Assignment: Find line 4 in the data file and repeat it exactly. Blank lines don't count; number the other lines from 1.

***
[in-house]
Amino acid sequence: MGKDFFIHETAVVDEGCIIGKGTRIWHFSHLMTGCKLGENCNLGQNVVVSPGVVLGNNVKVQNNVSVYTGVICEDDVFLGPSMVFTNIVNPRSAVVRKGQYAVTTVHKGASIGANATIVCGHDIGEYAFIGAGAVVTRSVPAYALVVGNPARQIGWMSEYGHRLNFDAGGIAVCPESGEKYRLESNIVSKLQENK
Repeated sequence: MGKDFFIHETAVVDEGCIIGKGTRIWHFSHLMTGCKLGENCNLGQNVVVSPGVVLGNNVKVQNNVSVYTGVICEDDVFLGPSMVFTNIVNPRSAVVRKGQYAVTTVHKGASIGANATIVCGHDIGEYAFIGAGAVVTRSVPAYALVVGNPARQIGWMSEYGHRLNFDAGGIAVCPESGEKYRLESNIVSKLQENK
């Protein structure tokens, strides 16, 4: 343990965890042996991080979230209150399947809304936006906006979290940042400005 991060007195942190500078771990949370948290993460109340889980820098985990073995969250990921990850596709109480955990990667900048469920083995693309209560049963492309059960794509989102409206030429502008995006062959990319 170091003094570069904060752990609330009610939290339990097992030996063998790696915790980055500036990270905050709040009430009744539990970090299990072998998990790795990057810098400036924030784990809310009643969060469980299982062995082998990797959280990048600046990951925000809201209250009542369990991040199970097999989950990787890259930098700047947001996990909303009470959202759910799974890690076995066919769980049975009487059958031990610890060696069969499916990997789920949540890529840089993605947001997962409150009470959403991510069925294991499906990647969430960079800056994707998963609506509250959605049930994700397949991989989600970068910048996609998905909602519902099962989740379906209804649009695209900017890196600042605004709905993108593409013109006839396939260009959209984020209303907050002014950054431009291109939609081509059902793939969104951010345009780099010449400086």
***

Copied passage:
């Protein structure tokens, strides 16, 4: 343990965890042996991080979230209150399947809304936006906006979290940042400005 991060007195942190500078771990949370948290993460109340889980820098985990073995969250990921990850596709109480955990990667900048469920083995693309209560049963492309059960794509989102409206030429502008995006062959990319 170091003094570069904060752990609330009610939290339990097992030996063998790696915790980055500036990270905050709040009430009744539990970090299990072998998990790795990057810098400036924030784990809310009643969060469980299982062995082998990797959280990048600046990951925000809201209250009542369990991040199970097999989950990787890259930098700047947001996990909303009470959202759910799974890690076995066919769980049975009487059958031990610890060696069969499916990997789920949540890529840089993605947001997962409150009470959403991510069925294991499906990647969430960079800056994707998963609506509250959605049930994700397949991989989600970068910048996609998905909602519902099962989740379906209804649009695209900017890196600042605004709905993108593409013109006839396939260009959209984020209303907050002014950054431009291109939609081509059902793939969104951010345009780099010449400086």